- Recycle what you replace. If you get a new cell phone or computer, pass the old one on to someone who can use it. Some retailers, like the big-box office-supply stores, participate in cell phone recycling programs to keep mercury, cadmium and lead out of landfills.

- Have a regifting party: You and friends bring the gifts you never liked (some no doubt still in the original packaging) and trade them for things you like or want to give to others.

- Choose a real tree. After the holidays, watch for announcements about where and when your county or city will pick up trees to be turned into mulch. Buy a potted tree you can reuse year after year, or, if you've got room in the yard, buy a live tree you can plant after Christmas.

- Select soy candles, which burn clean, rather than paraffin candles. Paraffin candles are made from a petroleum residue that produces soot and pollutants. Use battery-powered or LED votives, which are both cleaner and safer than an open flame.

- Give presents that require minimal packaging and wrapping: tickets to performances, sports events, movies; gift certificates, gift cards, coupons for services or activities. Take someone on a dolphin cruise or a boat ride, Dadd suggests. "Invite the recipient to spend time with you having fun, and you make all the arrangements."

- Honor gift recipients who already have everything with gifts to others. Send farm animals, seeds, clean water and health care to people in developing nations. Adopt endangered animals or a piece of the rainforest. The Heifer Project (www.heifer.org), the Rainforest Alliance (www.rainforest-alliance.org), the African Wildlife Adoption Center (www.awf.org), Oxfam (www.oxfamamericaunwrapped.org) and the Alternative Gifts Foundation (www.alternativegifts.org) and other faith-based groups are among many charities and nonprofits that offer this option. See what you can give for the price of a baseball cap or a Barbie doll. The organizations provide cards you can send to the gift recipients indicating what you've bought in their name.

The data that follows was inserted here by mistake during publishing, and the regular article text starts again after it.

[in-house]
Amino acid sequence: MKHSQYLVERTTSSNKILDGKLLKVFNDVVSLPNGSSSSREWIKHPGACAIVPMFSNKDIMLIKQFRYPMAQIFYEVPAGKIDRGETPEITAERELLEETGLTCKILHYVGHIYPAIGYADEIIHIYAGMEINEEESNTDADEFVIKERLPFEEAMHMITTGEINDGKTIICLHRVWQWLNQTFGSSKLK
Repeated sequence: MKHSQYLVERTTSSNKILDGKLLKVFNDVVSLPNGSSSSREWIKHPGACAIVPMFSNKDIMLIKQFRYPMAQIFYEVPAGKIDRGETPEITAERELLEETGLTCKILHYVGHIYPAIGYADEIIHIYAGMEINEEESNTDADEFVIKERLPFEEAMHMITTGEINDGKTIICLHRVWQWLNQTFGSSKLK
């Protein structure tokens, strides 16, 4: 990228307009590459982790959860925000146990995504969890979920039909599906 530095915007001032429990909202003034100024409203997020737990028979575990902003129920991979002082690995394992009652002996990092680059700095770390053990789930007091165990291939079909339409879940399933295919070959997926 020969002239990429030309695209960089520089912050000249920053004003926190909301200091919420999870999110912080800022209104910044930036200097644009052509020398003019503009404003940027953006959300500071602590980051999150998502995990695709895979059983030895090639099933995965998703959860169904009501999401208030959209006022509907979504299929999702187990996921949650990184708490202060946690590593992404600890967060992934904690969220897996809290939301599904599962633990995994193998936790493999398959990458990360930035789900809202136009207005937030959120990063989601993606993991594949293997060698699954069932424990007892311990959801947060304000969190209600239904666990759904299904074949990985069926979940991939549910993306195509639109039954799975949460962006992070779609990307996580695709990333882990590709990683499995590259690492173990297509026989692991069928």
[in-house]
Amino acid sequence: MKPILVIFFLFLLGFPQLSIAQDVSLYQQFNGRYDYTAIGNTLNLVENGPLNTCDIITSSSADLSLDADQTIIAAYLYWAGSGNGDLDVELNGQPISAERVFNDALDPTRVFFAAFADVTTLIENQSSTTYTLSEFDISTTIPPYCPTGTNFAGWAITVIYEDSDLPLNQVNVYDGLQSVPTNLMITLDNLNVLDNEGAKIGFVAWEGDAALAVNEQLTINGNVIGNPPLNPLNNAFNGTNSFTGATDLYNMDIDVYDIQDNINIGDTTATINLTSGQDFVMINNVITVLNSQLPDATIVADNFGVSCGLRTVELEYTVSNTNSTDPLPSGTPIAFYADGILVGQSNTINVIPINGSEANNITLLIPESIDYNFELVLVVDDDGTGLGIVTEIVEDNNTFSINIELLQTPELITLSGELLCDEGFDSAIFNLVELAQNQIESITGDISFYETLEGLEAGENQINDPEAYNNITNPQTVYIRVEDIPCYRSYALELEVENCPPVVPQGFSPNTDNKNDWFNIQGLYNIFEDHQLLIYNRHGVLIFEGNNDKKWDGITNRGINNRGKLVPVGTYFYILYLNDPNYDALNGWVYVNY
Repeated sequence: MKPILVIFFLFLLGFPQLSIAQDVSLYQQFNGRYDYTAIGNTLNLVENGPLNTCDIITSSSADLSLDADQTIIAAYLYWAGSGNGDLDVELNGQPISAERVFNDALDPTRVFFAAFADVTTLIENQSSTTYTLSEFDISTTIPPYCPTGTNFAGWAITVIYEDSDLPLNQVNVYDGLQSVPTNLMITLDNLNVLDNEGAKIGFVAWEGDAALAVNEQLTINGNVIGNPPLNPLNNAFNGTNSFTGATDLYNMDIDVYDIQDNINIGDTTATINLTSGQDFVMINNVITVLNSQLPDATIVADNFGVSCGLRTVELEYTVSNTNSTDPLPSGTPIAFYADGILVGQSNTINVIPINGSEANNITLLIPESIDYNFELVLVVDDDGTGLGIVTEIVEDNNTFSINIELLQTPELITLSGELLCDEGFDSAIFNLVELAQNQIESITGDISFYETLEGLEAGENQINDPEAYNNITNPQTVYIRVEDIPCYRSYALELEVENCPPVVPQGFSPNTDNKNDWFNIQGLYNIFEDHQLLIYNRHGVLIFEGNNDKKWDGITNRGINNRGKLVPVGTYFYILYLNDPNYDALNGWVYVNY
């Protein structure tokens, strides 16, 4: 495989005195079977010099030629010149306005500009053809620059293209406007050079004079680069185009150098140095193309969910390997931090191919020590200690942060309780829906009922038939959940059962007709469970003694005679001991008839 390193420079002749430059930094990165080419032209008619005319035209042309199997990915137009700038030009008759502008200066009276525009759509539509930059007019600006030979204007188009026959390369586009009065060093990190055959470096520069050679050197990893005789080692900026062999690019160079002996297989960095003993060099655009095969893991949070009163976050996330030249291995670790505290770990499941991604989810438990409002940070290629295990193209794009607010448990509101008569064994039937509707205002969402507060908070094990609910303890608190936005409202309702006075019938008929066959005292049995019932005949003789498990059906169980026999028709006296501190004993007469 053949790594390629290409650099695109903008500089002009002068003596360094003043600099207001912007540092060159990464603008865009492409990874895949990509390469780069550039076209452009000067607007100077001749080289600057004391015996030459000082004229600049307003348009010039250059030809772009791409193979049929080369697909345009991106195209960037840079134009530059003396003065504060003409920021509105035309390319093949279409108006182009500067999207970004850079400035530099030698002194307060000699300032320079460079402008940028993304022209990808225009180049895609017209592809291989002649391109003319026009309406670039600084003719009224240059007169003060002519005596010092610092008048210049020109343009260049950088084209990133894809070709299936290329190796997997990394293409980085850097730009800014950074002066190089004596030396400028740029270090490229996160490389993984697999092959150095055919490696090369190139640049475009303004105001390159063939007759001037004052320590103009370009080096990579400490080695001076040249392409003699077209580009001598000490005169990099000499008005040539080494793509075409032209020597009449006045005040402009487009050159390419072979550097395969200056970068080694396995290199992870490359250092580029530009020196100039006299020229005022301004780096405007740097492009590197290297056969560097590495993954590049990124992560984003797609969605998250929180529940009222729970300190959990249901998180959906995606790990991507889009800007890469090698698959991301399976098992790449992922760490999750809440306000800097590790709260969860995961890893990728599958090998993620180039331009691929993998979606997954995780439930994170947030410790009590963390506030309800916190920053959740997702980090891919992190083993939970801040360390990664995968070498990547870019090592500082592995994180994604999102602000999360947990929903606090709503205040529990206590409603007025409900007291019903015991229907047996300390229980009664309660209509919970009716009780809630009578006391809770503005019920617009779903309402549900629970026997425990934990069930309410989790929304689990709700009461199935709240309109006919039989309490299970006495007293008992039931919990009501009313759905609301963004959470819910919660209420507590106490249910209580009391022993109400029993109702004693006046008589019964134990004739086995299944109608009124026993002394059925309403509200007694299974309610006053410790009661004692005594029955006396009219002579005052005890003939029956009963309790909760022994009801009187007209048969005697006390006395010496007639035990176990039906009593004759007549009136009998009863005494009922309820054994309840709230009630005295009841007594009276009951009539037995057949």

- Shop from fair trade and sustainable sources where the workers are paid a decent wage and labor in decent surroundings. Check www.fairtradefederation.org for a list of merchants.

- Don't waste a lot of paper wrapping a big, bulky item like a bicycle or a sleeping bag. Put on a bow and a tag and be done.

- Recycle packaging. Drop off extra packing peanuts at private mailing centers. Call the Plastic Loosefill Council's Peanut Hotline toll-free at 1-800-828-2214 for the names of local businesses that reuse them.

- Reuse the colorful shredded paper that comes as padding in packages when you wrap your own gifts. Got a shredder? Turn used gift wrap or other colorful paper into your own shreds to use as filler in gift bags and boxes.

- If you have heirloom items, consider giving them to family members now. Pass on Granddad's fountain pen to a grandchild. Give Grandma's hand-crocheted tablecloth to a daughter.

- Do you have Christmas decorations you no longer use? Assuming they're still in good condition, pass them on to a charity, shelter, your kids' school, your son or daughter in a first apartment, a senior center. Do the same with those unused cards left over from last year that you no longer want to send, or the free cards you get from charities with their annual appeals.

- After the holidays, give your cards to groups that use them for craft projects. Watch our Reader Exchange column in January for the annual list of those who will be glad to take your old cards.

Information from the Sierra Club (www.sierraclub.org/holidays) and the Center for a New American Dream (www.newdream.org) was used in this report.


Fast facts

-- The 2.65-billion Christmas cards sold each year in the United States could fill a football field 10 stories high. If we each sent one card less, we'd save 50,000 cubic yards of paper.

-- Americans throw away 25 percent more trash during the Thanksgiving to New Year's holiday period than any other time of year. The extra waste amounts to 25-million tons of garbage, or about 1-million extra tons per week.

-- If every family reused just 2 feet of holiday ribbon, the 38,000 miles of ribbon saved could tie a bow around the entire planet.

Source: www.use-less-stuff.com